- Do I Have to File an Income Tax Return While Working Abroad?
- Do I Need to Claim VA Benefits on My Tax Return?
- How to Report a Stock Loss on an Income Tax Return
- Do You Have to Claim Retirement Plan Monies on Federal Income Taxes?
- Can I Claim State Sales Tax Deduction if I Do Not Pay State Income Tax?
- I Forgot to Claim My IRA Income
Unless you roll over all or part of the distributions you receive from your 401(k) plan to a traditional individual retirement account or other qualified pretax retirement plan, the payments are taxable. The good news is you do not pay federal income tax on contributions you make to a regular 401(k) plan until you begin withdrawing from the plan. When the time comes, the plan administrator can make the distributions in lump sums or in the form of annuity or installment payments.
Contributions to the Plan
While you are working, your employer does not include the contributions you make to your 401(k) plan in your taxable income for the year. That’s why when you receive your W-2 form at the end of the year, you will notice that the amount of your wages subject to federal income tax is lower. Because of the contributions you make to your 401(k) plan throughout the year, you have less taxable income. In turn, this reduces the amount of federal income taxes withheld from your paycheck. The downside is you are only deferring paying taxes on the income. The time will come when the distributions you receive must be included in your taxable income.
A 401(k) plan has a required beginning date when you must begin receiving minimum distributions from the account. Under Internal Revenue Service guidelines, the required beginning date is April 1 of the first calendar year after you reach age 70½ or after the year in which you retire, whichever occurs later. Some 401(k) plans require you to begin receiving distributions at age 70½ even if you haven’t yet retired. Even though your distributions are taxed, you can choose optional methods for figuring the tax on lump sum distributions. If the distributions from your 401(k) are eligible for rollover to another qualified retirement plan, you must transfer the distribution within 60 days of receiving it. Although the money you roll over into another retirement account is not taxable, you must report the income on Form 1099-R.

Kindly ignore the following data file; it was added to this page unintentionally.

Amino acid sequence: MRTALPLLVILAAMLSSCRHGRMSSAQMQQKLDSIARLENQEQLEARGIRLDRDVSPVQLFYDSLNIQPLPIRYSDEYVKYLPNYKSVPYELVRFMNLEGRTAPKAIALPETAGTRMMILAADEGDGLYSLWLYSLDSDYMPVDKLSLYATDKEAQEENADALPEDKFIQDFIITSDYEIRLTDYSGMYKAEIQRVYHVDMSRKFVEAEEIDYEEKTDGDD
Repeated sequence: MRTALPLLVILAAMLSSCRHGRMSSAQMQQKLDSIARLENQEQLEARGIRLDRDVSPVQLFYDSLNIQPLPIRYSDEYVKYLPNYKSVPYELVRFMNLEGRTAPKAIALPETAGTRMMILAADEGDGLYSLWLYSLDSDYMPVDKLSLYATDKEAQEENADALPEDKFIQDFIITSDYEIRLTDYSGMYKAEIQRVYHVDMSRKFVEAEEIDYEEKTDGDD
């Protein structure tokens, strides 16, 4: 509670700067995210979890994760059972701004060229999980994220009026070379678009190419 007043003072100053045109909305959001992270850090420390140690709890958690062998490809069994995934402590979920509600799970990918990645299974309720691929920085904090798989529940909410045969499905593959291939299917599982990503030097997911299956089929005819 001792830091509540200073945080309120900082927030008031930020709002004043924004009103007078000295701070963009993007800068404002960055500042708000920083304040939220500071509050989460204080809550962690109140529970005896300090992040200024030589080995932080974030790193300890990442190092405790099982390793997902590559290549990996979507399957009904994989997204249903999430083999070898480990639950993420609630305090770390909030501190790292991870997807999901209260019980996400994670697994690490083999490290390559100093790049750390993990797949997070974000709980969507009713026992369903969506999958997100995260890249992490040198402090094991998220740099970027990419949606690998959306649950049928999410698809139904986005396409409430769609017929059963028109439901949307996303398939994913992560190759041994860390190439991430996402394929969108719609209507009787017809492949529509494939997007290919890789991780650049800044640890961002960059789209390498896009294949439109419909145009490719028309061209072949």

You must pay taxes on any distributions you receive from your 401(k) plan that you do not roll over to another qualified retirement plan. It doesn't matter whether the withdrawals from your 401(k) plan are periodic or a lump sum. Distributions from the account are taxed as ordinary income in the year in which you receive them. No taxes are withheld from your 401(k) plan if you transfer your distributions directly to an individual retirement account or other qualified plan. If you don't roll over the money to another retirement plan, any taxable portion of a distribution you receive will have 20 percent withheld for taxes. The same applies even if you plan to roll it over to another plan later on. If you receive an early distribution from the plan before you reach age 59½, the taxable portion of the distribution that you do not roll over is subject to an additional 10 percent early withdrawal penalty tax.
Retirement Savings Contribution Credit
You can save money on an employer-sponsored retirement plan by qualifying for the Retirement Savings Contribution Credit. Also known as the Savers Credit, it is available to eligible taxpayers who make contributions to a 401(k) plan, IRA or other qualifying retirement savings plan. You can take the credit as long as your income does not exceed the maximum allowable for your filing status. For the 2011 tax year, married taxpayers filing jointly could have combined incomes up to $55,500 and still qualify to claim a credit of up to $2,000. You must deduct the amount of any distributions you received from the contributions you made when figuring the amount of the credit you can take. Use Form 8880 to claim the credit.
- early morning retirees 1. image by mdb from Fotolia.com